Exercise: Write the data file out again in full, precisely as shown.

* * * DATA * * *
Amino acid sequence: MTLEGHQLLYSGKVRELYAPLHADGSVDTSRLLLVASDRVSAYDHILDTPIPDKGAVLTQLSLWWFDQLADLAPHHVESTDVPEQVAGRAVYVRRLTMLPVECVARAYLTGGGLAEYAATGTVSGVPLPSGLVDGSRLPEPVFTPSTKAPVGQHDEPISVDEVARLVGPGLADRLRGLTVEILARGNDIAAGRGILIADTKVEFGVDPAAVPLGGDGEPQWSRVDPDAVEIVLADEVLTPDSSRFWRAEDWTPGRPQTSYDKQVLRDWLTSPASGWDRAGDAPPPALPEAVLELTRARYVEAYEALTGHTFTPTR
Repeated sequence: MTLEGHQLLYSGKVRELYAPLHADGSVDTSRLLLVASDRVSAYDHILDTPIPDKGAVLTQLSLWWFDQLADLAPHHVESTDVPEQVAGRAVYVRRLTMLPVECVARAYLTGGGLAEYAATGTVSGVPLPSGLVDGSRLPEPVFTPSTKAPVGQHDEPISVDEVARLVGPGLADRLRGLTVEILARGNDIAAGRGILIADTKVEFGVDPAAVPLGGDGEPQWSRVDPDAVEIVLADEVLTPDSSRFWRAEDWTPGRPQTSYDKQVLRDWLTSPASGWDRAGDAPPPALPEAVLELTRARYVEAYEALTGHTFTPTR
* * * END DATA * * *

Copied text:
Amino acid sequence: MTLEGHQLLYSGKVRELYAPLHADGSVDTSRLLLVASDRVSAYDHILDTPIPDKGAVLTQLSLWWFDQLADLAPHHVESTDVPEQVAGRAVYVRRLTMLPVECVARAYLTGGGLAEYAATGTVSGVPLPSGLVDGSRLPEPVFTPSTKAPVGQHDEPISVDEVARLVGPGLADRLRGLTVEILARGNDIAAGRGILIADTKVEFGVDPAAVPLGGDGEPQWSRVDPDAVEIVLADEVLTPDSSRFWRAEDWTPGRPQTSYDKQVLRDWLTSPASGWDRAGDAPPPALPEAVLELTRARYVEAYEALTGHTFTPTR
Repeated sequence: MTLEGHQLLYSGKVRELYAPLHADGSVDTSRLLLVASDRVSAYDHILDTPIPDKGAVLTQLSLWWFDQLADLAPHHVESTDVPEQVAGRAVYVRRLTMLPVECVARAYLTGGGLAEYAATGTVSGVPLPSGLVDGSRLPEPVFTPSTKAPVGQHDEPISVDEVARLVGPGLADRLRGLTVEILARGNDIAAGRGILIADTKVEFGVDPAAVPLGGDGEPQWSRVDPDAVEIVLADEVLTPDSSRFWRAEDWTPGRPQTSYDKQVLRDWLTSPASGWDRAGDAPPPALPEAVLELTRARYVEAYEALTGHTFTPTR